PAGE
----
John Paulson Capitulates, Admits Was "Too Aggressive", Dumps Bank Of America, Lowers Net Exposure From 81% To Below 60%
After two years of ridicule for his ludicrous bet that Bank of America (about which we will have much more to say shortly) would triple, John Paulson has finally capitulated on his rose-colored glasses call that there is nothing but smooth sailing ahead for US financials. Reuters reports that "he pseudo-mutual fund manager "told investors on Thursday he was "too aggressive" with some of the stock bets in his flagship funds and he is trimming back some of his riskiest holdings. The hedge fund manager told investors in a conference call that he is limiting his funds' riskier stocks by moving away from bank holdings with heavy mortgage exposure." Translation: goodbye Bank of America. For those wondering what caused the drop in BAC from $14 to $9.5 in the past several months, now you know: VWAPed selling of 100MM+ shares of BAC stock will do that to you.
And while BAC was unwound at a modest profit, the biggest loser was Sino-Forest: the firm exposed as a Fraud by two guys with none of the amenities that $35 billion in AUM can provide.
"The biggest loss was Sino Forest. We took a nasty hit on it, but there was also other losses," said Paulson during the investor call, which Reuters heard portions of.
The Advantage Funds oversee roughly $18 billion in assets, a big portion of Paulson & Co's roughly $38 billion in assets.
And the biggest concern for 13F copycats is that the slashing of holdings is just beginning:
Paulson said he cut the net long exposure from roughly 81 percent to about 60 percent, and plans to cut it more. "Eighty-one percent was way too high. We cannot operate the fund at level," he said. "I'd like to bring the risk down further to about 50 percent."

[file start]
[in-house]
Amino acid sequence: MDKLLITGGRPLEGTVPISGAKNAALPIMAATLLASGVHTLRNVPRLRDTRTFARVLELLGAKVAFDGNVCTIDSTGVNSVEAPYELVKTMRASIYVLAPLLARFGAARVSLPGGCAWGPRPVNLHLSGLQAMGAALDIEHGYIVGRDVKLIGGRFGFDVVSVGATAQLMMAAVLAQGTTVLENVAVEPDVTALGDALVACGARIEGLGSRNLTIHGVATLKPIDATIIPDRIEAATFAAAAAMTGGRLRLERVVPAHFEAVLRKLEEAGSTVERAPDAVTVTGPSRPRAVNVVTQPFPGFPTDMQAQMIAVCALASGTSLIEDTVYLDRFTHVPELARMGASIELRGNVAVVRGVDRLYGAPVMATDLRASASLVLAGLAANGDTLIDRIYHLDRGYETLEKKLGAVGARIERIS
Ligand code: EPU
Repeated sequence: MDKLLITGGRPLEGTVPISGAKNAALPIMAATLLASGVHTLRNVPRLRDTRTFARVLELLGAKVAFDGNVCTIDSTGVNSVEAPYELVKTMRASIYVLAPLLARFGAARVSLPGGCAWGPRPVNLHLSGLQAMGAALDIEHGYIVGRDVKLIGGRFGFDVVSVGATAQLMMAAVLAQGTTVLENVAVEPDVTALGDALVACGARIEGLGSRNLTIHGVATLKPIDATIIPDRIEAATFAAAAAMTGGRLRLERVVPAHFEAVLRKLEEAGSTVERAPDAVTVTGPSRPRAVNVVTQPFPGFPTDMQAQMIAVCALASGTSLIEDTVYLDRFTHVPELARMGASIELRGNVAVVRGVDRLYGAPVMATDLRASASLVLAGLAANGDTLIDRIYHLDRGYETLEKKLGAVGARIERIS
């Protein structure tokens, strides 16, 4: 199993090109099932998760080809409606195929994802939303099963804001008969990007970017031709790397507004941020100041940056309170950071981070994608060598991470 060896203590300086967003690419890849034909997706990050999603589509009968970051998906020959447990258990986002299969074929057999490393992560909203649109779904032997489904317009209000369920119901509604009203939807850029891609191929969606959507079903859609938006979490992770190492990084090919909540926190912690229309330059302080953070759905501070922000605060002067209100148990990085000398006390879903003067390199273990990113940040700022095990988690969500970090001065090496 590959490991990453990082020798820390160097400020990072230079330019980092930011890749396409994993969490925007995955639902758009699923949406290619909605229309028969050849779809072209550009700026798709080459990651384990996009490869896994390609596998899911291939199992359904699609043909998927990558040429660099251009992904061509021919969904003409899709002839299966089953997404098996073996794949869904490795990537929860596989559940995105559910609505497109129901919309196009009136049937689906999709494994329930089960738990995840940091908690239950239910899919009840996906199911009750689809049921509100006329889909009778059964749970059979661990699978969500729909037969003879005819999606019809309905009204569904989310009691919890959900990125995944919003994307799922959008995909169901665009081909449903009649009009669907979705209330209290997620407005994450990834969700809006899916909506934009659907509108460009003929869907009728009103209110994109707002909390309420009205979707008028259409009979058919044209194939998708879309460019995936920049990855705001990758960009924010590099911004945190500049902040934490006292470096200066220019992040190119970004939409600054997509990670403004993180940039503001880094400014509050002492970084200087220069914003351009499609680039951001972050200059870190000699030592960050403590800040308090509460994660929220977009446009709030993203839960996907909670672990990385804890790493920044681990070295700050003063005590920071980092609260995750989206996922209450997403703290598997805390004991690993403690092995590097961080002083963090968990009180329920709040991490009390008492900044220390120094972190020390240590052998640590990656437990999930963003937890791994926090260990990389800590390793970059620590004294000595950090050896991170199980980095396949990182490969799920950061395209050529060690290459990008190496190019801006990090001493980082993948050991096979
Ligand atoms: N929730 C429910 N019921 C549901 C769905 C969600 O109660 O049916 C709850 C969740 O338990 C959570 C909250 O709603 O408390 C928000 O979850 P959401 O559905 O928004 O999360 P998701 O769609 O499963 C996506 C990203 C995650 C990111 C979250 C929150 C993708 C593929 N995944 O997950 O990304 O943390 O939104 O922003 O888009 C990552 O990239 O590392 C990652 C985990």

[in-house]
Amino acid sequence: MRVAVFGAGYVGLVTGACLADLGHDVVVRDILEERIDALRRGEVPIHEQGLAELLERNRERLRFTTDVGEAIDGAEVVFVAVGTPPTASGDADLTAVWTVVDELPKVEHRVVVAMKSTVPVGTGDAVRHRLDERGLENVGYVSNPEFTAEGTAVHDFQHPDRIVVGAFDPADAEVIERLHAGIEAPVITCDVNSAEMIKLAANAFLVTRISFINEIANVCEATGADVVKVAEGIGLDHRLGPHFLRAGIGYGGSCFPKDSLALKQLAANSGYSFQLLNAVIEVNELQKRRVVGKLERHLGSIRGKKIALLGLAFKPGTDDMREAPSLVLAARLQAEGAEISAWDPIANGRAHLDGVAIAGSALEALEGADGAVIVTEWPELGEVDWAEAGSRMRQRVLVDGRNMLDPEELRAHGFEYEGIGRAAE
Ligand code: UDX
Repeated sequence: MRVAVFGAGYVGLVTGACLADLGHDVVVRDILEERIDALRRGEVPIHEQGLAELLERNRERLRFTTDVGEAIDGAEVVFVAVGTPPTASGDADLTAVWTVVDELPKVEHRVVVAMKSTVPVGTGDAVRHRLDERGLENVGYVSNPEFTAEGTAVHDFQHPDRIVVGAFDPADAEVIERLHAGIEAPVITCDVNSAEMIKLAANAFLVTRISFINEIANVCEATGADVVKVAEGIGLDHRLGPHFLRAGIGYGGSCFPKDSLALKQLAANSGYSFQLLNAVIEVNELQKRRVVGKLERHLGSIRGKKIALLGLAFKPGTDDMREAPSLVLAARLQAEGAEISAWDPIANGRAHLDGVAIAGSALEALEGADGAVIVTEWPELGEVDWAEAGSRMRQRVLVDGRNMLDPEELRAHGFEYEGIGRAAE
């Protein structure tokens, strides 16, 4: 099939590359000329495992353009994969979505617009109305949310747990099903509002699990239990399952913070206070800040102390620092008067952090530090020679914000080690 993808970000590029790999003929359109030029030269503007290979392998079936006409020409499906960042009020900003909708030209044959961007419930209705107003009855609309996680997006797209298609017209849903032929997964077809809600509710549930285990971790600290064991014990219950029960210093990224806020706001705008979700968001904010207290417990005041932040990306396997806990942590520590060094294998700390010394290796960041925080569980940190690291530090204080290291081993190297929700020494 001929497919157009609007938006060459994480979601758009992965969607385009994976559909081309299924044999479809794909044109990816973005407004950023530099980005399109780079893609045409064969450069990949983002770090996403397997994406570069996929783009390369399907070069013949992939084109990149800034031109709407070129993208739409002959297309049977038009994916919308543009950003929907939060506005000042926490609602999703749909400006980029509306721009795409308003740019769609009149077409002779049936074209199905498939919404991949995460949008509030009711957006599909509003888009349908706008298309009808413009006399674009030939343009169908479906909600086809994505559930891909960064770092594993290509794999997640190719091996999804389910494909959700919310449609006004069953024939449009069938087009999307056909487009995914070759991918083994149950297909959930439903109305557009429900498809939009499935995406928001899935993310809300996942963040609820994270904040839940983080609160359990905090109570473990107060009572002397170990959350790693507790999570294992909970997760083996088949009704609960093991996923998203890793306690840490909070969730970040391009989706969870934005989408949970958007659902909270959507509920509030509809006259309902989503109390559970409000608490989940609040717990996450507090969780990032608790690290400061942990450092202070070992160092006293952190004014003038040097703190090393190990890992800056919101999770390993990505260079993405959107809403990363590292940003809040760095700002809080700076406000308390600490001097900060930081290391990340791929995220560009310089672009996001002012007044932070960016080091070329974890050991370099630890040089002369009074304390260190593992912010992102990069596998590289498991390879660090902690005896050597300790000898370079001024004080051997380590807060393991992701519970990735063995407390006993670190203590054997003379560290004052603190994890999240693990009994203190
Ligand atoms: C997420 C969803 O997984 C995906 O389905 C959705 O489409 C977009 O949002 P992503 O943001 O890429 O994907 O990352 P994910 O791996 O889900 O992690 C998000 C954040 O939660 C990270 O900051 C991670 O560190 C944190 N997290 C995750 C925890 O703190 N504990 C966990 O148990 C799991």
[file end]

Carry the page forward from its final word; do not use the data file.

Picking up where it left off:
As a long-time owner of large financial companies such as Bank of America and Citigroup, Paulson called said the former -- his sixth largest position at the end of the first quarter -- was "somewhat of a disappointment."
Follows the funniest thing we have read today:
He said his team of analysts did not expect the magnitude of the mortgage problems to be so great.
Perhaps if Paulson had read some fringe blogs... Yet it seems he still has not learned his lesson:
To reposition the portfolio, Paulson said he diversified into financial companies with less exposure to mortgage loans, noting that he liked Capital One and Wells Fargo, two names he owned at the end of the first quarter.
Funny: it is only an hour ago that we wrote how credit card companies are about to be burried under a tsunami of bad debt and delinquencies. But Paulson will learn that with the traditional 2 year delay.
And the biggest concern to FX traders, which is everyone these days, is that the Pauslon mutual fund is now actively dabbling in FX:
He also said he increased his bet that the euro currency would fall as a hedge against further fallout from Europe's debt crisis.
i.e. Another massive daily P&L wipeout for JP. We may have to reevaluate our near-term bearish stance on the EUR. which is only matched by our near-term bearish stance on the USD.
As a reminder here are the shares that Paulson is dumping, per his latest 13F:
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